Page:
During the final year of the historic governorship of Jerry Brown, California charted its own course. State lawmakers introduced legislation to resist federal changes on multiple policy fronts, including tax policies, and California began a new era of state tax administration with the creation of new agencies. The year culminated with the election of a new governor and lawmakers who exemplified California’s shift to a more progressive philosophy.
Beyond the politics of resistance, California continued its unprecedented economic expansion, with Governor Brown signing a record $199.6 billion budget and the Legislature creating two new surplus accounts that allowed California to set aside $19 billion for future economic declines -- a legacy achievement long championed by the outgoing governor and supported by taxpayers. Despite the economic prosperity, record surpluses and a 66 percent increase in K-14 education spending since 2012, California taxpayers still faced significant tax threats both statewide and locally.
In 2018, the California Legislature proposed taxes and fees that would have cumulatively cost taxpayers $273 billion, according to the Tax Watch report released by the nonpartisan California Tax Foundation. The two largest proposals – one to fund a single-payer style healthcare system and another to tax services used by businesses – were defeated by CalTax but remain prominent threats moving ahead.
The biggest threat facing taxpayers is a split-roll property tax measure that qualified for the 2020 ballot in September and would cost taxpayers billions of dollars annually while eroding Proposition 13 protections.
On the 40th anniversary of Proposition 13’s passage, the California Tax Foundation released a report detailing the benefits of this historic tax relief measure by researching property tax data from counties. The report dispels common myths spread by split-roll activists.
Additionally, CalTax engaged coalition partners and built a public education website to inform the electorate of the substantial negative consequences of a split-roll system.
Taxpayers from around the country gathered at the Sacramento Convention Center on March 20 for CalTax’s 92nd Annual Meeting and participated in discussions revolving around the theme of “A Year of Major Change.”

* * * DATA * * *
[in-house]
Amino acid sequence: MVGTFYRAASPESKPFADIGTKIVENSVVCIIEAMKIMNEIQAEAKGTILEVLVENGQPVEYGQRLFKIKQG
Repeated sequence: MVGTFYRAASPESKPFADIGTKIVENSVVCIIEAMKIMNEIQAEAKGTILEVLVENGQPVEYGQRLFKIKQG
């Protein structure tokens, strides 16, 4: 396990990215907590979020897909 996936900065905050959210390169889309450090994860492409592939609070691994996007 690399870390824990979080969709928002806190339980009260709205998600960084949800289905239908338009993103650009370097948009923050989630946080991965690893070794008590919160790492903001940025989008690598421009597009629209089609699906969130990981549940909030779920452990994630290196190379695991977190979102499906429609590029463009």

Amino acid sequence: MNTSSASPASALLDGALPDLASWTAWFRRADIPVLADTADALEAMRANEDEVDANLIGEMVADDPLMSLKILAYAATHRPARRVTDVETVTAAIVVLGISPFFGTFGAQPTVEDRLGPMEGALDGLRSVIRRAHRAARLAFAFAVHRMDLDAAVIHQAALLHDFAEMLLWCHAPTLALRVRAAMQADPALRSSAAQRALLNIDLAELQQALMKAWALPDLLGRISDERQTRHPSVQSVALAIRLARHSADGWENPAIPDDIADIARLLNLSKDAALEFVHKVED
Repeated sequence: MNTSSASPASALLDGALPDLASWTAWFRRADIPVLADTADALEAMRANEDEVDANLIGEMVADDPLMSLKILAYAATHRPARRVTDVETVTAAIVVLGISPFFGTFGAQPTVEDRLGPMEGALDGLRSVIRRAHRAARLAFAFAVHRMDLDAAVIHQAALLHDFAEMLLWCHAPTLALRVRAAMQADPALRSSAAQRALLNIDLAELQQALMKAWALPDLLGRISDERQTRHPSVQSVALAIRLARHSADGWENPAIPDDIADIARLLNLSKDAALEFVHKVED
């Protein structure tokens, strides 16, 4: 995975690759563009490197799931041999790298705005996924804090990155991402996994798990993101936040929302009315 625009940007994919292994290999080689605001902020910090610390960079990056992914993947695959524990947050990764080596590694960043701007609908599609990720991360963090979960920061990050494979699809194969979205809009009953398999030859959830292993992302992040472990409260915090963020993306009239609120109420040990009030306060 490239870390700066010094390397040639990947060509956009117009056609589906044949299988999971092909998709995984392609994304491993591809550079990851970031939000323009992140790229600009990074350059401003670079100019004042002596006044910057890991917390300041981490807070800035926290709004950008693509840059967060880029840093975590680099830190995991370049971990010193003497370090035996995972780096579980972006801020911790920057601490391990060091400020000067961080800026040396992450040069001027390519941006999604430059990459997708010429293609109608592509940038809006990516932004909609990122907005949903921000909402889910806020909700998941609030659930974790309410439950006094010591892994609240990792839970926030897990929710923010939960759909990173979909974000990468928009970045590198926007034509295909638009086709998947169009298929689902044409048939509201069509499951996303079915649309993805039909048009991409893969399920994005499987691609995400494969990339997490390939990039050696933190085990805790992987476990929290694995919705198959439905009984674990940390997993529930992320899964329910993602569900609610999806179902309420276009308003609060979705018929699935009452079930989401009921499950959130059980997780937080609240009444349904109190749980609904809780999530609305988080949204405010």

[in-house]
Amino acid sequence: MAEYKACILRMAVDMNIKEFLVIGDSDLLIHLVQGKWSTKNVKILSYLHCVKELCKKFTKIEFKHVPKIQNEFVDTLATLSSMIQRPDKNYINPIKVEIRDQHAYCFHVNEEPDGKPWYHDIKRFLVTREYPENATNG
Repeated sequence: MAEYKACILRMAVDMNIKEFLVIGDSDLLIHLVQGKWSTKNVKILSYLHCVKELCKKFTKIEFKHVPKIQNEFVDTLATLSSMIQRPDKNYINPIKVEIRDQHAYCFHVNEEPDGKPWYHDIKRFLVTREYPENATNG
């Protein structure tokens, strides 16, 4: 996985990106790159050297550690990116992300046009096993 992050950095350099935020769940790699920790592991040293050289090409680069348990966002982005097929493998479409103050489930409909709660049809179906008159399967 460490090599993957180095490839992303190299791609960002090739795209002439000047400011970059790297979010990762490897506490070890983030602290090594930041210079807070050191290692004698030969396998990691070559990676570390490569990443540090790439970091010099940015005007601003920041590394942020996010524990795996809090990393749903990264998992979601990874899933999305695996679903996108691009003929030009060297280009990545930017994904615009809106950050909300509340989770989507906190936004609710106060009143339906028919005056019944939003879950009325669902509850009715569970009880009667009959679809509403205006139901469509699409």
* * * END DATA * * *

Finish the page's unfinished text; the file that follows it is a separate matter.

“While this is a year of major change, one constant is that CalTax is always on the front lines, fighting for taxpayers,” CalTax President and CEO Teresa Casazza said in what would be her final address to members, as later in the year she announced her retirement. As the new year began, Casazza was succeeded by President Robert Gutierrez, who had been serving as CalTax’s director of state and local finance.
At the beginning of 2018, a state senator was recalled following his vote for the gas tax, a gas tax repeal initiative qualified for the ballot and proponents of strengthening Propositions 13 and 26 submitted more than 1 million signatures to qualify the Taxpayer Transparency and Fairness Initiative for the ballot to strengthen the definition of a tax for state and local governments. However, the Taxpayer Transparency and Fairness Initiative was pulled off the ballot by its sponsors following a legislative deal, the gas tax repeal was resoundingly defeated by voters in November, and voters approved 408 of the 516 local tax and bond measures placed before them during the year. In the Legislature, the recall of one Democratic senator was overshadowed after voters gave the Democrats significant supermajorities in both houses in the November elections.
In June, the U.S. Supreme Court injected uncertainty into the sales tax structure when it overturned a longtime precedent in its ruling in South Dakota v. Wayfair Inc.
In November, voters elected Lieutenant Governor Gavin Newsom to become California’s 40th governor. Newsom campaigned on a platform of healthcare for all, “cradle to college” services for the next generation, the construction of affordable housing and an expansion of anti-poverty programs. He pledged to deliver on the promises through bold and innovative strategies, but details of the plans have yet to be revealed.
As we begin 2019, many questions remain. What will be Governor Newsom’s top priority? How will expansive programs be financed? How will tax agencies continue to establish themselves moving forward? Will moderate Democrats maintain a significant voice in the Legislature?
The answers to these questions and many more will be revealed in the year ahead.
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